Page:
Worse news is that having the effects “enabled”, the transform (the whole thing belongs to Media Foundation’s Swiss knife of conversion [with just one blade and no scissors though] – Video Processing MFT) fails to deliver proper output and produces green black fill instead of proper image.
Microsoft Media Foundation Media Session API topology resolution is way less clear compared to DirectShow. The API takes away a part of component connection process and makes it less transparent to API consumer. Then, while DirectShow Intelligent Connect is use scenario agnostic, Media Foundation Media Session apparently targets playback scenarios, and its topology resolution process is tuned respectively.
Add a decoder transform upstream upstream from this node, if needed to complete the connection. The numeric value of this flag includes the MF_CONNECT_ALLOW_CONVERTER flag. Therefore, setting the MF_CONNECT_ALLOW_DECODER flag sets the MF_CONNECT_ALLOW_CONVERTER flag as well.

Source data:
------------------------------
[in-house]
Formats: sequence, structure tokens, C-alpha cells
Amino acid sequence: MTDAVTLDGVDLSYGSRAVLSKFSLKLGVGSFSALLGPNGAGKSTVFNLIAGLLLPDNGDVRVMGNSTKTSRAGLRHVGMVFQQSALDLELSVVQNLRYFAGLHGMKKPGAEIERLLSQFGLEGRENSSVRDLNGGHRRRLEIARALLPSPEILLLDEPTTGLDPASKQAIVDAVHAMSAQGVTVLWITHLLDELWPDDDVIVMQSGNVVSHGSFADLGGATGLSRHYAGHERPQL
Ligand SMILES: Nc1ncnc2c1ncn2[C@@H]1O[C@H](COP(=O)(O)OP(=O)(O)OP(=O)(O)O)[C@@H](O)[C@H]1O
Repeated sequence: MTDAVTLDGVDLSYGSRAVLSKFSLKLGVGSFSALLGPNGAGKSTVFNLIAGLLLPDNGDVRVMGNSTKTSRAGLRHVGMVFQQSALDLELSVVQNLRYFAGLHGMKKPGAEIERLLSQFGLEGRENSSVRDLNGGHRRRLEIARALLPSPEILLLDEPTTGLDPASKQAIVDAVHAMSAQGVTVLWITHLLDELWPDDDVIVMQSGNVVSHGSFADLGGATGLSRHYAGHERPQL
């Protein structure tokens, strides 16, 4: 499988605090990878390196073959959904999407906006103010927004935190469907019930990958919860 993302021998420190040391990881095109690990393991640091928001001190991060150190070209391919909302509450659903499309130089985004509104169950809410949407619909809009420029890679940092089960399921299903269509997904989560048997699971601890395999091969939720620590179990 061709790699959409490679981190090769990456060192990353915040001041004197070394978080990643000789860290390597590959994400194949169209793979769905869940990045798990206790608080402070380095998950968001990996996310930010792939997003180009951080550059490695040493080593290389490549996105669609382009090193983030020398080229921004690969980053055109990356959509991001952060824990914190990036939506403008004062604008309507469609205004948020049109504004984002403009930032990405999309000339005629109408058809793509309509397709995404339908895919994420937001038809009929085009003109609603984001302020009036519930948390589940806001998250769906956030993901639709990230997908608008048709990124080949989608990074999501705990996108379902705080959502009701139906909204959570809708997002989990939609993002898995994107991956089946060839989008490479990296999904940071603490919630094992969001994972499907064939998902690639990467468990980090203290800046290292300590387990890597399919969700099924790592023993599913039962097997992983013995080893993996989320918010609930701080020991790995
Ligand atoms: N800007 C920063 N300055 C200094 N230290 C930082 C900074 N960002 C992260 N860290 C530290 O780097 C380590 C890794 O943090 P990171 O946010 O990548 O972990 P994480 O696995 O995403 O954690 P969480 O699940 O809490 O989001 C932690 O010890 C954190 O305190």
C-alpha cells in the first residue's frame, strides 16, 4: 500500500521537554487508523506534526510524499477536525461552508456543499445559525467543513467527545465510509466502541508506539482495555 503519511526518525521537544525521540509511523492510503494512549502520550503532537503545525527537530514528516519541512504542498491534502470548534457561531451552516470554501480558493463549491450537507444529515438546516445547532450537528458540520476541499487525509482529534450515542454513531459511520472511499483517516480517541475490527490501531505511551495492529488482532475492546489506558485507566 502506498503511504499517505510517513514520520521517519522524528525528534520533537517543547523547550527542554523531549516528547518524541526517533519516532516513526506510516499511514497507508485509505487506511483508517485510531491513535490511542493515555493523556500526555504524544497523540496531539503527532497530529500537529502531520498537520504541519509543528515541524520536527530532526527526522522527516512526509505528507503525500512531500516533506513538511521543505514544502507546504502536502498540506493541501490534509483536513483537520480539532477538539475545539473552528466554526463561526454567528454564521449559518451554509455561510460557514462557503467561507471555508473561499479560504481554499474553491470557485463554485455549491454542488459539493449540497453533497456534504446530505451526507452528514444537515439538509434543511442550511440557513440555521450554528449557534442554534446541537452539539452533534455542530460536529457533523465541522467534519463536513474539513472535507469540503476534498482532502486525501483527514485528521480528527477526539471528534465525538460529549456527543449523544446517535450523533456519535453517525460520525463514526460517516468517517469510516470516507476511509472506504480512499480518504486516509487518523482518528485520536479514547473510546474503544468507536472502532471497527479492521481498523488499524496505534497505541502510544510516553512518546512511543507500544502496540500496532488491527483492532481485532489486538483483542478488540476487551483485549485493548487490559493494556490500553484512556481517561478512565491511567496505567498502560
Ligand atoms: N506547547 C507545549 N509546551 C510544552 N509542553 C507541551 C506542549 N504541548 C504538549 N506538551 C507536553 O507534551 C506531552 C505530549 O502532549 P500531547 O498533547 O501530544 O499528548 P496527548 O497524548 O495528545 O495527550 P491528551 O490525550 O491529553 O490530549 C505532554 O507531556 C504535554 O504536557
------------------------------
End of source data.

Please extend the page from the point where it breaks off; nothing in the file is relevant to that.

Well, that’s double upstream and suggests that the thing is impressively reliable. However it is not.
In a non-playback topology, if a direct connection is impossible and required conversion is not typical for playback, MF_CONNECT_ALLOW_CONVERTER flag seems to be not helpful for topology resolution.
Apparently, Microsoft does have suitable code, esp. used in Sink Writer API, however it does not seem to be available in any form other than a packet deal with Sink Writer object and its own limitations. Media Session API does not implement this (non-playback, that is) style of topology resolution and node connection. Transcode API too has the necessary topology resolution code, but again it comes with its own constraints making it useless unless you want to do something really simple.
An attempt to copy Media Foundation attribute collection to itself results in a deadlock. Well, it’s not a good idea and a practical one to do a nonsense like this, but the implementation should be resistant to such use either, esp. avoiding the unexpected deadlock.